The People Of The Pitcairn Islands
Pitcairn Island comprises of four volcanic islands in the South Pacific Ocean. These islands form the Pitcairn Islands, and they are part of the last British Overseas Territories in the Pacific. The islands are Pitcairn, Oeno, Ducie, and Henderson. The Pitcairn Islands extends over several miles of the ocean and covers an area of 47 square kilometers. Out of the four, only Pitcairn Island is hospitable while the other three host species of plants and animals. The island is the least populated jurisdiction in the world and is in the list of UN non-self-governing territories. Pitcairn Island is inhabited mainly by the Bounty mutineer and Tahitians or the Polynesians who are thought to have accompanied the Mutineers to the island. Pitcairn Island has a population of only 56 inhabitants comprising of the four families.
Polynesians or the Island people were the first to settle on Pitcairn Island. They form part of the larger Polynesian ethnic group who inhabited over 1000 islands in the central and the southern Pacific Ocean. In the Pitcairn Islands, the Polynesians were referred to as Tahitians because of their interaction with the French. They are the ethnic majority in the Tahiti Island and number 183645 people across all the islands in the Pacific Ocean. Part of the ethnic group moved southward and occupied the Pitcairn Island. Tahitian culture involves mythology of gods such as Oro and several religious beliefs around this god. They also practice several traditions including tattooing of the body and navigations. The Tahitians on Pitcairn Island also celebrate an annual Heiva festival just like Tahitians in other islands within the Pacific Ocean. The festival which takes place in July involves the celebration of traditional dance, culture, music, and sports. The festival is a major tourist attraction to the Island and a significant economic activity. Tahitians on Pitcairn Island are mainly farmers because of the fertile soil of the island. They plant fruits like bananas, pawpaw, coconut, passion fruits, watermelon, breadfruit, avocado, and grapefruit. Apart from farming, they also keep bees for honey which they export to other countries like the UK and New Zealand. The beekeeping sector in Pitcairn Island got recognition from UK’s Department for International Development in 1998 where they committed to fund and promote its growth.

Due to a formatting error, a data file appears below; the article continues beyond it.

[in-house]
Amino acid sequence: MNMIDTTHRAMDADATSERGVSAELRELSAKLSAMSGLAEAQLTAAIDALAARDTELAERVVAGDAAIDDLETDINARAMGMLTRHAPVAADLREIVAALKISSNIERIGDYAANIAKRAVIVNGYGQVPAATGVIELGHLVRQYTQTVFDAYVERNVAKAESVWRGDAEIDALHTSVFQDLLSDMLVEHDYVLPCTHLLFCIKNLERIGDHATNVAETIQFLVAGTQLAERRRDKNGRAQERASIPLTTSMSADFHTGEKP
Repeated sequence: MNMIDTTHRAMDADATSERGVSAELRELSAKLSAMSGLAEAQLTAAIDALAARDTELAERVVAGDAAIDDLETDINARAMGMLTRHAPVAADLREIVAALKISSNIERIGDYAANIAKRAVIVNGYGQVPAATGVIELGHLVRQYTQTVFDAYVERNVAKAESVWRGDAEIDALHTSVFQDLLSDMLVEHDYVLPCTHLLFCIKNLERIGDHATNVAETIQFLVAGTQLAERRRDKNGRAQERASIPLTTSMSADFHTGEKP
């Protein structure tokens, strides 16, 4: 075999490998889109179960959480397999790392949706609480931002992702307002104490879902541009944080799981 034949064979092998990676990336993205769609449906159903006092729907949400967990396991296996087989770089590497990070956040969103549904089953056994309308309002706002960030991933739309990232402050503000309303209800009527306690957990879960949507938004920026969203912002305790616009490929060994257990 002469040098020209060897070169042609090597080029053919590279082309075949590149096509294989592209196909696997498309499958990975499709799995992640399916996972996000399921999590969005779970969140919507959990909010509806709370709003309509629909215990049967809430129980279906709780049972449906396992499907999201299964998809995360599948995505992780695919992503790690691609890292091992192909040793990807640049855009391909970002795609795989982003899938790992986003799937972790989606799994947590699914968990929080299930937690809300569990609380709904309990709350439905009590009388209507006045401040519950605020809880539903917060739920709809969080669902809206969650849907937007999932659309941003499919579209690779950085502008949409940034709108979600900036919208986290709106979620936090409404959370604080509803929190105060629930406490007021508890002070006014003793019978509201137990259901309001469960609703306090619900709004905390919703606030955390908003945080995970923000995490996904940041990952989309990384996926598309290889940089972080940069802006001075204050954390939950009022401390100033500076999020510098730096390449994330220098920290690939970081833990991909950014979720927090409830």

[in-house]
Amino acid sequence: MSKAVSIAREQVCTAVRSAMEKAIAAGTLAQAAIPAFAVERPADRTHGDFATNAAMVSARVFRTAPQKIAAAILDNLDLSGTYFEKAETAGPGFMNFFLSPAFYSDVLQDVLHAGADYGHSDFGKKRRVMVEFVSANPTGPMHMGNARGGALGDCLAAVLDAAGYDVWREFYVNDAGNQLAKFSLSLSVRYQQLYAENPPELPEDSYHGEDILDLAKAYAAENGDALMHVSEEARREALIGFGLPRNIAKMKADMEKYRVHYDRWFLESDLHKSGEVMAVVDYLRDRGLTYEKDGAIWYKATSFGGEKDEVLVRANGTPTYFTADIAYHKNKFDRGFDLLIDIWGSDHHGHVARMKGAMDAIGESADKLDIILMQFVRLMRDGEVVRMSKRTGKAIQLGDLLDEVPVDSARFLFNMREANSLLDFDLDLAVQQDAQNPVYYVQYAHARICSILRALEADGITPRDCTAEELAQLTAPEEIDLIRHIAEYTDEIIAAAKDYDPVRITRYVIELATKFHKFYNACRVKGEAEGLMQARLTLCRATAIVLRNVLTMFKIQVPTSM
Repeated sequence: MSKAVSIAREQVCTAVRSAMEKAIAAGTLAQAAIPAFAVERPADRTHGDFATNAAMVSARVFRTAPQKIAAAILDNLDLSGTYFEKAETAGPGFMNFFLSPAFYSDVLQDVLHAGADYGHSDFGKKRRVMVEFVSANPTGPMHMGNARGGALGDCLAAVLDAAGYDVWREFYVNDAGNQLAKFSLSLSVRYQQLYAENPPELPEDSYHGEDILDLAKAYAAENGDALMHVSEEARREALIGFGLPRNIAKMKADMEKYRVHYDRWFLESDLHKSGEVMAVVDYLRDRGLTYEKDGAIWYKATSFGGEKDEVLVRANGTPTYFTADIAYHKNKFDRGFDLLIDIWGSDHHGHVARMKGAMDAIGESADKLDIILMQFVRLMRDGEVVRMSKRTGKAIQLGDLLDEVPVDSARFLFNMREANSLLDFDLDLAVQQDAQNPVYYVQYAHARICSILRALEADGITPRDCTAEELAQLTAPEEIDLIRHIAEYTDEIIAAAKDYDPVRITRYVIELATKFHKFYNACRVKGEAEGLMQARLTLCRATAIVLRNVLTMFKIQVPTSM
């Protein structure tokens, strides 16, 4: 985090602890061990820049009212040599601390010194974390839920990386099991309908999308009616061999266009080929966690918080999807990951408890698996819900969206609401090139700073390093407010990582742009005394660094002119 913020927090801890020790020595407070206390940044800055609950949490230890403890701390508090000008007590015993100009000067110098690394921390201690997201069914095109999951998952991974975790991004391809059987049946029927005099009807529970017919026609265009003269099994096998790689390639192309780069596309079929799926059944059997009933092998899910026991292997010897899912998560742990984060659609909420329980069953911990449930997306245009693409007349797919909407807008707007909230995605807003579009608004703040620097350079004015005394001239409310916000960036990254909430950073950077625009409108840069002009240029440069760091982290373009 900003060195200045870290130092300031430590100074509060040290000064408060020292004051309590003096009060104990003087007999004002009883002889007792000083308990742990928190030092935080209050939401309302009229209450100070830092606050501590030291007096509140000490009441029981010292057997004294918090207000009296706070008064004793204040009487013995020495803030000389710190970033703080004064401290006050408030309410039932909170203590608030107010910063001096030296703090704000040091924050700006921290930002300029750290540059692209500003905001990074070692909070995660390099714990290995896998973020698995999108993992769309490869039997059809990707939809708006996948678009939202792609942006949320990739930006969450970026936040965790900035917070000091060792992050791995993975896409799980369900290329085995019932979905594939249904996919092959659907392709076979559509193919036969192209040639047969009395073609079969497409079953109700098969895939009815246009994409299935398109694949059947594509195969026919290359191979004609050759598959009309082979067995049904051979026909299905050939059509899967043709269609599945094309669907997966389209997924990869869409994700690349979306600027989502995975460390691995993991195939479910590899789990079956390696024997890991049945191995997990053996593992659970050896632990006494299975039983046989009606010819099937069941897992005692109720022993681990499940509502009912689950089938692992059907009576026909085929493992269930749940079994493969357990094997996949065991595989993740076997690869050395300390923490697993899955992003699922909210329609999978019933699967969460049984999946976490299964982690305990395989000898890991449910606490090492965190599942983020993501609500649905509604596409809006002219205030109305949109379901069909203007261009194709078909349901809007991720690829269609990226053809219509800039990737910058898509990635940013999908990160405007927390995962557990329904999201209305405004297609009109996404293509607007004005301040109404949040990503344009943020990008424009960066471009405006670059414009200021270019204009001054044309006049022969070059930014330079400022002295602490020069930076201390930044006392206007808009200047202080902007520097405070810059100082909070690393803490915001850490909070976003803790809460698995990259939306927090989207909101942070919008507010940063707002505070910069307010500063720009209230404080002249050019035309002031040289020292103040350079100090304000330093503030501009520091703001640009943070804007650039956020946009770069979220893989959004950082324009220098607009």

Bounty mutineer came to the Pacific Ocean through the Royal Navy in 1789. The Mutineers settled on Pitcairn Island when Lieutenant Fletcher Christian set his captain adrift. The Bounty left England in 1787 to collect and transport breadfruit with several men on board. The people who came in the Bounty lived ashore establishing relationships with the native Tahitians. The behavior among the Mutineers and the natives did not please the authorities back in England. When they came to look for the crew that was involved in these relationships, some of the men including Fletcher Christian hid in Pitcairn Island. By 1808 only one Mutineer was alive. However, their descendants and cohorts continue to live on the island. The group has integrated well with the natives to form one of the ethnic majorities on the island.
The people of Pitcairn Island are farmers, fishermen, and beekeepers. The major languages spoken on the island are English and Pitkern, English and Tahitian mix. The major religions include Seventh-Day Adventist Protestant Christian Church
What is the Major Ethnic Group of the Pitcairn Islands?
There are under 100 people who live in the Pitcairn Islands. They mostly belong to ethnic groups such as English and Tahitian.
The People Of The Pitcairn Islands
|Pitcairn Islanders||Unique Facts|
|Ethnic Backgrounds||English and Tahitian|
|Occupations||Farming, Fishing, Beekeeping, and Tourist Activities|
|Languages||English and "Pitkern" (an English/Tahitian Mix)|
|Religious Groups||Seventh-Day Adventist Protestant Christian Church|
About the Author
Benjamin Elisha Sawe holds a Bachelor of Arts in Economics and Statistics and an MBA in Strategic Management. He is a frequent World Atlas contributor.
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